Nittany Lions miss big opportunity

UNIVERSITY PARK — As Penn State tried to storm another comeback against No. 17 Michigan, the same errors that have haunted its NCAA tournament resume returned.

Missed free throws, turnovers and other mishaps allowed the Wolverines to protect their late lead and win, 72-63.

Tony Carr recorded a game-high 21 points and Lamar Stevens added 19. But the Lions’ bench was ineffective, adding only six points to the Wolverines’ 34.

As limiting as not having help from the bench was, an injured Mike Watkins proved much more crippling.

Heading into the contest, the individual matchups favored Penn State. The Wolverines didn’t have an interior talent to match the Lions’ dominant forward in Watkins.

Watkins, who had the third-best shooting percentage in the nation heading into the matchup, injured his leg under four minutes into the contest and needed assistance to reach the locker room. Even though he returned to the court 10 minutes later after pleading his case to Chambers, Watkins stayed in the locker room after the halftime break.

“To give our team the best psychological chance was to keep him in the locker room,” Chambers said.

Coach John Beilein noted that he was worried about the Lions’ faster lineup with Watkins out. Any worries the veteran coach had were quickly erased.

The Wolverines converted on seven of their first nine shots. The Lions didn’t fare nearly as well, making only four of their first 13 attempts.

“I don’t think they really respected our fives (interior players),” Chambers said, referring to Watkins replacements in Satchel Pierce and Julian Moore.

The Lions defense needed to slow down the Wolverines’ perimeter game, which is arguably the best in the conference. The effort did little to limit the Wolverines 3-point shooters, who recorded 10 pivotal conversions.

“That’s their game,” Shep Garner said. “We knew what they did well.”

“When you give up 10 3s to Michigan,” Chambers said, “it’s going to be a tough outing for sure.”

Led by bench player Duncan Robinson, who missed only one of his first six shots, Michigan went on an early 14-2 run that featured multiple turnovers, fouls and missed shots by the Lions.

“This is a role that he’s really embraced,” Beilein said of Robinson, who finished with a team-high 19 points. “It’s very hard to sit there for 10 minutes then come in and shoot. And he can do that.”

Stevens salvaged momentum for the Nittany Lions before the halftime break. The sophomore scored four points to cut the Wolverines lead, 34-26.

“We knew we didn’t play well,” Chambers said of the first half.

The team made adjustments at halftime that quickly made a difference.

For all the defensive energy the Lions lacked in the first half, their second-half effort more than compensated. Four minutes into the second half, Penn State took control.

“I hated the way we started the second half,” Beilein said. “It seemed like we were tired and didn’t want to play with the same conviction we did in the first half.”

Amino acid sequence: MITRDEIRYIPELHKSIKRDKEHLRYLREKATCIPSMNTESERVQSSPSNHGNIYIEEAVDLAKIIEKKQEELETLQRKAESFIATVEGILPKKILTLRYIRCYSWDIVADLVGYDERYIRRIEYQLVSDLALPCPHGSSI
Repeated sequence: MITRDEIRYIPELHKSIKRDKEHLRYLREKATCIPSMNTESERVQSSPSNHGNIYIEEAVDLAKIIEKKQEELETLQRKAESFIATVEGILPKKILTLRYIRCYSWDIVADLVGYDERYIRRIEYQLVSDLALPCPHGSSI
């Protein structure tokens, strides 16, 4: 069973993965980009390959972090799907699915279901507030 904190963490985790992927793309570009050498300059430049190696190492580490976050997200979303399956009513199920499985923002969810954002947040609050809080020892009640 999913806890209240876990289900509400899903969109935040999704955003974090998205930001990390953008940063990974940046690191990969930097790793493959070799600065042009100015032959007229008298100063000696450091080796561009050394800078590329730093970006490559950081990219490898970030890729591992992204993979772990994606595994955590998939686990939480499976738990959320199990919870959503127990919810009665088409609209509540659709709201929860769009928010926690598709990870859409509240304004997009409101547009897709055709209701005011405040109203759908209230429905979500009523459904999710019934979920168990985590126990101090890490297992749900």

Stevens blocked a lofty layup from Moritz Wagner and Carr scored in quick succession on an and-1 to give the Lions the lead, 39-38.

Soon thereafter, Stevens sent the crowd of 13586 into a frenzy that is foreign to Happy Valley outside of football season. Carr made a deep pass to the backboard, where Stevens was waiting for an acrobatic alley-oop.

Wagner, who finished with 18 points, limited the fun in the Bryce Jordan Center, nailing two 3-pointers and giving Michigan the lead again.

Each big play the Lions made to get back into the game in the final minutes was quashed by sombering mistakes. Most of those mistakes were made at the free throw line, where the Lions went 6-11.

“It’s been a big concern all year,” Chambers said of the team’s free throw shooting.

The Lions will travel to Nebraska on Sunday for their final regular season game.

In addition to a win against the Cornhuskers, Penn State needs to have an impressive — and possibly championship garnering — performance in the Big Ten tournament next week to make it into the NCAA tournament.

MICHIGAN (23-7): Wagner 5-9 4-4 18, Livers 0-0 2-2 2, Simpson 4-10 1-2 9, Abdur-Rahkman 3-6 2-4 9, Matthews 0-5 0-0 0, Teske 0-2 0-0 0, Poole 4-8 3-3 13, Brooks 1-2 0-0 2, Simmons 0-0 0-0 0, Robinson 6-9 4-4 19. Totals 23-51 16-19 72.

PENN ST. (19-11): Stevens 9-19 0-4 19, Moore 2-4 2-2 6, Carr 8-18 1-1 21, Reaves 2-3 3-4 8, Garner 1-6 0-0 3, Pierce 1-2 0-0 2, Watkins 0-2 0-0 0, Harrar 1-1 0-0 2, Zemgulis 0-0 0-0 0, Bostick 1-4 0-0 2, Wheeler 0-0 0-0 0. Totals 25-59 6-11 63.

Halftime–Michigan 34-26. 3-Point Goals–Michigan 10-21 (Wagner 4-5, Robinson 3-6, Poole 2-2, Abdur-Rahkman 1-3, Brooks 0-1, Matthews 0-1, Simpson 0-3), Penn St. 7-18 (Carr 4-8, Reaves 1-2, Stevens 1-3, Garner 1-5). Fouled Out–Reaves. Rebounds–Michigan 32 (Wagner 8), Penn St. 26 (Stevens 8). Assists–Michigan 15 (Abdur-Rahkman 5), Penn St. 10 (Carr 6). Total Fouls–Michigan 15, Penn St. 19. A–13,586 (15,261).